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Career Quick Look
Salary: $63,560* Education:
Years in Field: 3 Technology Diploma in Nautical Science, in progress
City/State: St. John's, Newfoundland, Canada View Karen Duff's Resume

"Regardless of what your position is, whether you're male or female, you have to earn your respect," Karen says. "And that applies to any field."

Getting Started: Karen spent twelve years working in retail, for Canada's Woolco company, which was eventually purchased by WalMart. "I had a really good job," she says, "but one day I asked myself, do I want to do this for the next 20 years, and I realized I didn't." When she decided to change careers, she went to her local career center to investigate other fields, and found the four-year marine programs appealing. "I had to find a job that paid really well," she says, "and I couldn't afford to be in school for ten years."

Despite growing up on Newfoundland, Karen says, "there's nobody in my family who's a seafarer - I've just always loved the ocean."

"If you're going to drive a boat," Karen says, "you have to know all about it." As part of the Nautical Science program, students spend a week in the engine room, take courses in marine engineering, naval architecture and CAD draft drawing. "So I know how to draw a ship, and I know how to build it - all the parts, and the parts of the engines," she says. "The program is great in that respect - you get to see everything. It's really cool."

Education: After high school, Karen completed two years of university in general studies, before working in retail. "Math is probably my forte," she says, so the emphasis on math and science wasn't a problem. For other women - and young students - who might be interested in any technical field, her advice is: don't be afraid to seek help from your instructors. "Try and get help, get their attention when you have the chance, and build a foundation," she says.

Karen is currently in her third of four years at the Marine Institute of St. John's in Newfoundland (www.mi.mun.ca), where she's been exposed to all kinds of shipping and related jobs. After one year of general academic training, students are required to spend two months on 'work term', where they're assigned to a working vessel to test out their sea legs. "If you come back from sea after two months and you don't like it, you haven't wasted a year of school - you can still apply it to one of the other programs," she says, like naval architecture, marine systems and design, or any of the other, shore-based jobs.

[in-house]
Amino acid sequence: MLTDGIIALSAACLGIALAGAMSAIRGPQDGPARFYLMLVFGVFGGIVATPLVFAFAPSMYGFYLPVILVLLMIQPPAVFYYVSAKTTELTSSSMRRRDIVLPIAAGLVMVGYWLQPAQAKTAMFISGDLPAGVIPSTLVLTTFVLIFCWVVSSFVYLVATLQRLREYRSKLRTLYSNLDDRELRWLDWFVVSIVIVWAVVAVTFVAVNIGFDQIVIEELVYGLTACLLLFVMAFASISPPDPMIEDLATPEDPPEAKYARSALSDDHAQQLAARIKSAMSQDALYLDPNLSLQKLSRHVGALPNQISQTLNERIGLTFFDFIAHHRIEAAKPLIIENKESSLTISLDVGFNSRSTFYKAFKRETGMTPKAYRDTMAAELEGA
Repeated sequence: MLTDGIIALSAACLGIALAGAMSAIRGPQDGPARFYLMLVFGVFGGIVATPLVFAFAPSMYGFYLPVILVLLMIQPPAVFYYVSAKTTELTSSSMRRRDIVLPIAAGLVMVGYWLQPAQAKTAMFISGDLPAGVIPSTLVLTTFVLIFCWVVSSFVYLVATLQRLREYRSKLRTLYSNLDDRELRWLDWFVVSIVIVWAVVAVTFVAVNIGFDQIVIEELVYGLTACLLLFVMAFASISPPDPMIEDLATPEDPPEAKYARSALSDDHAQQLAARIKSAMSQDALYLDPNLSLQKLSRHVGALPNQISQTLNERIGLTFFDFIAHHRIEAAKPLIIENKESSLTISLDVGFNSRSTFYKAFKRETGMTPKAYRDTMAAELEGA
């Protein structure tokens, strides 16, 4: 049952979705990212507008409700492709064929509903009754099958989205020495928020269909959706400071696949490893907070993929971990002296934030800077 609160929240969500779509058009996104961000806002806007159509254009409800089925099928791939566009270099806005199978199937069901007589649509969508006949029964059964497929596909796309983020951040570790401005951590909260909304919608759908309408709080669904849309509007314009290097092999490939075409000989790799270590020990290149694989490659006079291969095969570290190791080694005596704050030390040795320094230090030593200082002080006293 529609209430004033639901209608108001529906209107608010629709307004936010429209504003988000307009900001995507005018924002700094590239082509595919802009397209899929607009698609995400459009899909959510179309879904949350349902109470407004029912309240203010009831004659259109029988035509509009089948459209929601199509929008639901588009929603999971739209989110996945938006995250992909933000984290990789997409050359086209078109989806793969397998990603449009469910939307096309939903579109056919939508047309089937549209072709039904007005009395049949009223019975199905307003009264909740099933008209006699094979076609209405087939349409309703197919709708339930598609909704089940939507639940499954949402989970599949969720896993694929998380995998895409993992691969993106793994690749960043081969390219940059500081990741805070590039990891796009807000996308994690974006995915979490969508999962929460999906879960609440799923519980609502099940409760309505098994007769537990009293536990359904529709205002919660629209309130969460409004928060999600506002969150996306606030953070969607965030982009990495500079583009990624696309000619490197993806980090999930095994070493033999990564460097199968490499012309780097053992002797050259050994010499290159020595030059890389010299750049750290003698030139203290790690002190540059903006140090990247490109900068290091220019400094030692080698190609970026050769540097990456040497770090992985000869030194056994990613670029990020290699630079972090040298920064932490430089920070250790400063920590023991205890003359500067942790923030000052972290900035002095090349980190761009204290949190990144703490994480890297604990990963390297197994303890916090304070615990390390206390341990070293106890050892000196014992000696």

These days, she sees more and more women in the marine field - and the young girls she speaks to at high schools and seminars seem enthusiastic. "Two years ago there were three females that graduated from the program," Karen says, "and in my class there are ten, out of about 63 students. So within just two years it's grown."

Greatest Professional Achievement: Karen says she's proudest of receiving four scholarships in her three years at the Marine Institute - among them the Ocean Ranger scholarship for academic performance, named in honor of the drilling rig Ocean Ranger which capsized 170 miles east of St. John's in 1982, and whose entire crew of 84 was lost. In June of 2000 she won the Marjorie Ball Bursary at the annual YM-YWCA's Women of Distinction Awards, and in November she was awarded the Captain Wilfred B. Morgan Scholarship for academic performance. This past March Karen was given the Dale Howse Memorial Scholarship, named for a former Marine Institute student and awarded for academic performance, community involvement, and mentoring to fellow students.

"It's nice to be recognized for your hard work," she says. As for her most thrilling professional moment so far, she says it was probably seeing her first school of porpoises. "They were diving alongside the vessel as we were sailing out from St. John's," she recalls. "It was the coolest thing."

Barriers: Despite the inroads women have made in the Marine industry, Karen says there are still a few holdouts among the big companies who don't tend to hire females - unofficially, of course. One of the reasons she's been waiting to start her latest work term, she says, "is because for three positions that they wanted to put me on, the vessels didn't accommodate females."

"I think it's traditionally been a men's job," Karen says, "and some vessels are older, they probably don't have the accommodations for females. Rather than start making changes, they just don't want to hire any women." Having had successful on-board experiences, Karen remains confident that the right position will come along.